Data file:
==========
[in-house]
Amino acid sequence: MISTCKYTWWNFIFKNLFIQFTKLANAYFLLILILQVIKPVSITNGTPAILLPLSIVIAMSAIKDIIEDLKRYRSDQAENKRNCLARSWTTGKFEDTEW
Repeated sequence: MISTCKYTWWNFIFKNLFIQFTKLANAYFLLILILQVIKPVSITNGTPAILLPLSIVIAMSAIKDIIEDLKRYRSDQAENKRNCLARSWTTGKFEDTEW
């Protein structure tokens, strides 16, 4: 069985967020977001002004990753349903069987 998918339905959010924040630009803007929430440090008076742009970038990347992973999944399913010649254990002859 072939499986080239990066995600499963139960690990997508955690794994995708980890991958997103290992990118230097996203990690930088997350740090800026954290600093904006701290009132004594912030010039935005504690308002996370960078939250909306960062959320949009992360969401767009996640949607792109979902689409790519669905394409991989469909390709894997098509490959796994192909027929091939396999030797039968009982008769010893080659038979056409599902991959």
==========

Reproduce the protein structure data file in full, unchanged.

[in-house]
Amino acid sequence: MISTCKYTWWNFIFKNLFIQFTKLANAYFLLILILQVIKPVSITNGTPAILLPLSIVIAMSAIKDIIEDLKRYRSDQAENKRNCLARSWTTGKFEDTEW
Repeated sequence: MISTCKYTWWNFIFKNLFIQFTKLANAYFLLILILQVIKPVSITNGTPAILLPLSIVIAMSAIKDIIEDLKRYRSDQAENKRNCLARSWTTGKFEDTEW
């Protein structure tokens, strides 16, 4: 069985967020977001002004990753349903069987 998918339905959010924040630009803007929430440090008076742009970038990347992973999944399913010649254990002859 072939499986080239990066995600499963139960690990997508955690794994995708980890991958997103290992990118230097996203990690930088997350740090800026954290600093904006701290009132004594912030010039935005504690308002996370960078939250909306960062959320949009992360969401767009996640949607792109979902689409790519669905394409991989469909390709894997098509490959796994192909027929091939396999030797039968009982008769010893080659038979056409599902991959």